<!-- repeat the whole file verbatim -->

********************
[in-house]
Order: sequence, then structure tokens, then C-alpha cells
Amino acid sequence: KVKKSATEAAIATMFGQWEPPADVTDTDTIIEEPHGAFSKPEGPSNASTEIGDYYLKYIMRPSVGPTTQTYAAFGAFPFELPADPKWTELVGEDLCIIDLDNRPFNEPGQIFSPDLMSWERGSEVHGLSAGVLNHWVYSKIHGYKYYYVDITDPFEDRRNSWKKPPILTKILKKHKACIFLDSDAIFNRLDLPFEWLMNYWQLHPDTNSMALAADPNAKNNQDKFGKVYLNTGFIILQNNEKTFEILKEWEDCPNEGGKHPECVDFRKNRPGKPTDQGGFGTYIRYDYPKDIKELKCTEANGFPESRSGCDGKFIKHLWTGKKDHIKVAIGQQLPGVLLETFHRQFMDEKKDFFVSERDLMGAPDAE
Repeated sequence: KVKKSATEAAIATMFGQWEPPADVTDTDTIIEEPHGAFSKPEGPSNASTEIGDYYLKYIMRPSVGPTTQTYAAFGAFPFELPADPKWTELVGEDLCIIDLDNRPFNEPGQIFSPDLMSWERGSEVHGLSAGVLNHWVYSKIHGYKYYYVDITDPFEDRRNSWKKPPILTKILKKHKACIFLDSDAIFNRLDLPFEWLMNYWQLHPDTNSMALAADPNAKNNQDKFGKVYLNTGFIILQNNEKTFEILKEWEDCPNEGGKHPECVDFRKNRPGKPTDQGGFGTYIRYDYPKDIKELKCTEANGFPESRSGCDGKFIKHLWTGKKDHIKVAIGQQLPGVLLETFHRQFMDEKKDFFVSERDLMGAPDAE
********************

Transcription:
[in-house]
Order: sequence, then structure tokens, then C-alpha cells
Amino acid sequence: KVKKSATEAAIATMFGQWEPPADVTDTDTIIEEPHGAFSKPEGPSNASTEIGDYYLKYIMRPSVGPTTQTYAAFGAFPFELPADPKWTELVGEDLCIIDLDNRPFNEPGQIFSPDLMSWERGSEVHGLSAGVLNHWVYSKIHGYKYYYVDITDPFEDRRNSWKKPPILTKILKKHKACIFLDSDAIFNRLDLPFEWLMNYWQLHPDTNSMALAADPNAKNNQDKFGKVYLNTGFIILQNNEKTFEILKEWEDCPNEGGKHPECVDFRKNRPGKPTDQGGFGTYIRYDYPKDIKELKCTEANGFPESRSGCDGKFIKHLWTGKKDHIKVAIGQQLPGVLLETFHRQFMDEKKDFFVSERDLMGAPDAE
Repeated sequence: KVKKSATEAAIATMFGQWEPPADVTDTDTIIEEPHGAFSKPEGPSNASTEIGDYYLKYIMRPSVGPTTQTYAAFGAFPFELPADPKWTELVGEDLCIIDLDNRPFNEPGQIFSPDLMSWERGSEVHGLSAGVLNHWVYSKIHGYKYYYVDITDPFEDRRNSWKKPPILTKILKKHKACIFLDSDAIFNRLDLPFEWLMNYWQLHPDTNSMALAADPNAKNNQDKFGKVYLNTGFIILQNNEKTFEILKEWEDCPNEGGKHPECVDFRKNRPGKPTDQGGFGTYIRYDYPKDIKELKCTEANGFPESRSGCDGKFIKHLWTGKKDHIKVAIGQQLPGVLLETFHRQFMDEKKDFFVSERDLMGAPDAE